Alamosa Trees: Plant atmospheric cooling devices


A tree by any other name? I recently attended the “Trees, People, and Towns Conference” in Windsor [south of Ft. Collins] that drew folks from Wyoming, Nebraska, and South Dakota, as well as from Colorado.

Keynote speaker Paul Ries, president of the International Society of Arboriculture board of directors talked about “Communicating, Connecting and Engaging People with Urban Forestry.” I talk a lot about trees and perhaps assume people treasure them as much as I do. Perhaps a better approach would be to take the opportunity to appeal to the need for trees in each one of us.

A case in point: anyone around here been hot lately? Has Alamosa been the “Land of Cool Sunshine” in recent years? Sadly, I see more and more homes with no trees and even no landscaping. I don’t consider weed-strewn rocks to be landscaping. Are those folks roasting in their abodes? Do they have some form of electrical air conditioning such as a swamp cooler? I know one lady who visits the park across the street from us every other day or so to escape her hot apartment that has no air conditioning.

Most people I know in Alamosa don’t have air conditioning. This summer we are using a small swamp cooler that is mounted by an open window during the night. While our house is very well insulated and we open up at night and close in the day, it is a lot hotter this year since we had to cut down an over-grown, sick ash tree just west of our home last fall. It makes a big difference. Fortunately, we have other trees in the yard that are producing shade.

Do people really seek shade? Perhaps not in their yards, but consider parking lots. I know I look for a shady parking spot while cruising a parking lot and I’m not the only one as those spots are the first ones taken. What about you? Are you happy parking in the hot sun?

We have a lot of parking lots in Alamosa with no landscaping shade. As reported by National Public Radio in an article by Richard Harris, “Pavement … stores heat during the day and makes cities hotter at night. And as cities heat up, air conditioners run harder. Their exhaust heat also pushes up the temperature.” He says cities “tend to be heating up at double the rate as the rest of the planet.”

Greg Levine, with the nonprofit Trees Atlanta (Georgia) says, “A thick canopy of trees can easily drop air temperature by 20 or 30 degrees, compared with a paved parking lot.” I realize we are not as hot as Atlanta or Phoenix, Arizona, but we can learn from them as our summer temperatures rise.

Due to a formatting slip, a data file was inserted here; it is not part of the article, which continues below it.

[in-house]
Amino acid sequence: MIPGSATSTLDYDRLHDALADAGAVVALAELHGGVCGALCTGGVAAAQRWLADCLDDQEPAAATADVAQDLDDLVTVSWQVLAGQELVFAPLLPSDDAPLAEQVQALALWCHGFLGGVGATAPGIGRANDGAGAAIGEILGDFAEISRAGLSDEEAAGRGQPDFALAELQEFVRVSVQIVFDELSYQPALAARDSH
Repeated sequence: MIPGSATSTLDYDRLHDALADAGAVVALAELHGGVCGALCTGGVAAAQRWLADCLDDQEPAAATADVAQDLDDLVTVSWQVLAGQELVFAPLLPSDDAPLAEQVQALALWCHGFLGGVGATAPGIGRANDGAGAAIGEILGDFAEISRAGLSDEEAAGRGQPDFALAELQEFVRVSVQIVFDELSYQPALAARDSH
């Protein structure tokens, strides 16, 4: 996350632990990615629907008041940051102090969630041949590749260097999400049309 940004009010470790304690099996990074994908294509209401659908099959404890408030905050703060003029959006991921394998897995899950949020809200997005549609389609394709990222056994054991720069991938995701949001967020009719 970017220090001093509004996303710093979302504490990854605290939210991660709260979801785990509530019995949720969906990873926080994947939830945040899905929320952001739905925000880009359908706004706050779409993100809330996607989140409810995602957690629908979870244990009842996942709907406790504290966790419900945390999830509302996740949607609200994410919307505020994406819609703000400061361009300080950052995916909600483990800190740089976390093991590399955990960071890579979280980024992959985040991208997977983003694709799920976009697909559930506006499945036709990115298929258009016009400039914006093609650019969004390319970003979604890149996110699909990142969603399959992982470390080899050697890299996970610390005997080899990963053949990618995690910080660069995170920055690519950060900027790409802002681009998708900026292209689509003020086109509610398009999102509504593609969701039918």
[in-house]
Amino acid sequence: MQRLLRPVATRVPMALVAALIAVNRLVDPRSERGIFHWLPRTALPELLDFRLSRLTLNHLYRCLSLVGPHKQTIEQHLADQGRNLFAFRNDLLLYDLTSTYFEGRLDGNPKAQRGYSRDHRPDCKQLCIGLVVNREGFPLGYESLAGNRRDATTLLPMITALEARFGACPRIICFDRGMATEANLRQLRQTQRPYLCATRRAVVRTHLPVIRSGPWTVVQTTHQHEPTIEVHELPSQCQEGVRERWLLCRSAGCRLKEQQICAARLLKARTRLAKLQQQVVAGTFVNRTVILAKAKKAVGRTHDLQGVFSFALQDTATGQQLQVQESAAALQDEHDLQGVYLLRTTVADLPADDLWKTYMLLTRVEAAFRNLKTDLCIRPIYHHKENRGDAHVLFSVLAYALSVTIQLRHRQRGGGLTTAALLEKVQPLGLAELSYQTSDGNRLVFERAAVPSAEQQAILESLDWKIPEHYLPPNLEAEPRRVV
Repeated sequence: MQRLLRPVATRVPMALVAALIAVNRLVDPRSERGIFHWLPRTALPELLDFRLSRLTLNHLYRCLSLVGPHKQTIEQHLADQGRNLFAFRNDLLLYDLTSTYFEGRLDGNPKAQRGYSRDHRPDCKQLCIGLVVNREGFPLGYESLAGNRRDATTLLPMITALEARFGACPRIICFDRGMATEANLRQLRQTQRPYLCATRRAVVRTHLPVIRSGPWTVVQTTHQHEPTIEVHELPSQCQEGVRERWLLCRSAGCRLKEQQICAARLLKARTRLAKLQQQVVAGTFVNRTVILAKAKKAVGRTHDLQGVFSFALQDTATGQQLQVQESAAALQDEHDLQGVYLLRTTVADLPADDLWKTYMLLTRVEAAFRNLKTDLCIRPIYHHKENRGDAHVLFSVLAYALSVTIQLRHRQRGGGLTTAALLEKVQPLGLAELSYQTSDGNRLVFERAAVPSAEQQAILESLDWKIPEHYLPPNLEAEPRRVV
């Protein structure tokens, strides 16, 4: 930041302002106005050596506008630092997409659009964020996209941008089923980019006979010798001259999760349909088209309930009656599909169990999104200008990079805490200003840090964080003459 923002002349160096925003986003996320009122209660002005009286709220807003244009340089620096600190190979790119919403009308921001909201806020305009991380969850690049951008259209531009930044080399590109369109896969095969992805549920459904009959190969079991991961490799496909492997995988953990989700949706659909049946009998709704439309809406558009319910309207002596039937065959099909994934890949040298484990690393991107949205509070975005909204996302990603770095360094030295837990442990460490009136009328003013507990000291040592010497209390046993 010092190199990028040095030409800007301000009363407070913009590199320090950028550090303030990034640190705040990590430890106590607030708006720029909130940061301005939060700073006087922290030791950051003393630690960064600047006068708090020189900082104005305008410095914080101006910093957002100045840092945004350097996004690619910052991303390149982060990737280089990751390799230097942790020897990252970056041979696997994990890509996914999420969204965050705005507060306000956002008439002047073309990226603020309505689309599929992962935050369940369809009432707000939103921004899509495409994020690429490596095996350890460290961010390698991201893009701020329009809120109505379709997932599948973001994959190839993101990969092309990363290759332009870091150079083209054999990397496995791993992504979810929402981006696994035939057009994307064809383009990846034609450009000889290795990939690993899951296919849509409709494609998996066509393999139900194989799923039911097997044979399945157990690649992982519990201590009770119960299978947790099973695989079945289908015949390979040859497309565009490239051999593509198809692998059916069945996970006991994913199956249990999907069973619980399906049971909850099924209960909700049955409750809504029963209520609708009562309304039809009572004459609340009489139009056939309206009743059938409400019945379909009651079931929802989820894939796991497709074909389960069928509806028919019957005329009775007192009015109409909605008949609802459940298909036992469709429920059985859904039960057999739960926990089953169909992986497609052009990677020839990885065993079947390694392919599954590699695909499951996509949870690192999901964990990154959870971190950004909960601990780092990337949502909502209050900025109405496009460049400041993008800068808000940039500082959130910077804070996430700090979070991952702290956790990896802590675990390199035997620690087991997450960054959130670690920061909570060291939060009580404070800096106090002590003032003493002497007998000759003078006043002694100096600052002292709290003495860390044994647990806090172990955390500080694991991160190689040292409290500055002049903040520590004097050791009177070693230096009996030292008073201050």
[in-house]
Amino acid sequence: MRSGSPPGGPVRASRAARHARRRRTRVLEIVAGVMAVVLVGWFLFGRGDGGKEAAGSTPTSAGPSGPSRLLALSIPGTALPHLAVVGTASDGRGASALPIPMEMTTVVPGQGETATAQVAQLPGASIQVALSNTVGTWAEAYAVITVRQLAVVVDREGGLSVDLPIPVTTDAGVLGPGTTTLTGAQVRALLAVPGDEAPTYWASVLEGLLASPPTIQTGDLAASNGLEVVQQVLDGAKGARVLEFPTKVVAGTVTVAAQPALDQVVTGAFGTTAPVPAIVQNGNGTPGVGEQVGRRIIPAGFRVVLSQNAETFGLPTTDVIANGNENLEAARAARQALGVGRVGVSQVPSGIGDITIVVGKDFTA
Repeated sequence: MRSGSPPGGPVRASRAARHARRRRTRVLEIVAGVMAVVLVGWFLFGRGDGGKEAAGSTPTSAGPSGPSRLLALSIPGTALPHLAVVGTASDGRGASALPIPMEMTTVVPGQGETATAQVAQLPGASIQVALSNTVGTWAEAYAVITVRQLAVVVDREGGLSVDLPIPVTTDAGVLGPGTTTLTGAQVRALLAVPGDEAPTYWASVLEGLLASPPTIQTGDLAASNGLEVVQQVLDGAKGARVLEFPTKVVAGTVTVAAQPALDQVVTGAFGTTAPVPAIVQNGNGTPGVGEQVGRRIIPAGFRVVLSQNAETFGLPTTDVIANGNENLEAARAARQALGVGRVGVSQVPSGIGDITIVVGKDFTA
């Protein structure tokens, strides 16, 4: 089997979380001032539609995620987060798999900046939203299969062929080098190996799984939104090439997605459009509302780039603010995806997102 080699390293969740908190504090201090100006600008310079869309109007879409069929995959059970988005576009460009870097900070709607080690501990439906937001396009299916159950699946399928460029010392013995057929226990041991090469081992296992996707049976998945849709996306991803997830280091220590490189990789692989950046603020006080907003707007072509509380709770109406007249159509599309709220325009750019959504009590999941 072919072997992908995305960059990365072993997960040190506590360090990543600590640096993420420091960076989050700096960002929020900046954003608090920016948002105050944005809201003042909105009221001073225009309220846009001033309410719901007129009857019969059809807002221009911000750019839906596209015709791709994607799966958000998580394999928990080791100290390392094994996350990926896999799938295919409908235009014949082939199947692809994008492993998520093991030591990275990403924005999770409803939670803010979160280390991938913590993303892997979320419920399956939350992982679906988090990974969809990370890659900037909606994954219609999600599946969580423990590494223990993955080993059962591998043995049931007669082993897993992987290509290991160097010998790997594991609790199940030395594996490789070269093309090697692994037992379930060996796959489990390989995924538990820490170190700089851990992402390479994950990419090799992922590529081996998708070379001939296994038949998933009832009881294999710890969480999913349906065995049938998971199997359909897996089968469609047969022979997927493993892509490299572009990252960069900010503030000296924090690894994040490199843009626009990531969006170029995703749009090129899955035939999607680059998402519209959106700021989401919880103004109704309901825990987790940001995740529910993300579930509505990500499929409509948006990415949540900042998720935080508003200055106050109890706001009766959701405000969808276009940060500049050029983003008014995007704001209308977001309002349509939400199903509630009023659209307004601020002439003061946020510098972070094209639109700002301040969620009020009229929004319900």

Compounding the heat issue is the drought. As you know, Alamosa is asking citizens to voluntarily water only 1) between 10 a.m. and after 6 p.m .and 2) essentially every other day with some caveats. Odd numbered addresses should water on Tuesday, Thursday, and Saturday and even number addresses on Wednesday, Friday, and Sunday. As reported in the Alamosa Courier, “Exceptions include vegetable gardens, new plantings on the day of planting, essential turf subject to heavy public use and establishment of new turf from seed or sod (up to 21 days.)”

The goal is to reduce residential water usage. Sadly, this is a very challenging year to start this enterprise. We’ve had only 1.42 inches of precipitation this year. Last year we had almost four times as much precipitation to date (5.61 inches). While last year was a high water year for Alamosa, this year we’ve had only half of our average precipitation.

I know I talked about parking lots, but the same principle applies to shade for our homes. A future article will discuss how we can plant and maintain a tree or two to provide shade without overusing water, time, and money.

“The planting of a tree, especially one of the long-living hardwood trees, is a gift which you can make to posterity at almost no cost and with almost no trouble, and if the tree takes root it will far outlive the visible effect of any of your other actions, good or evil.” George Orwell

Advertisement

More In Opinion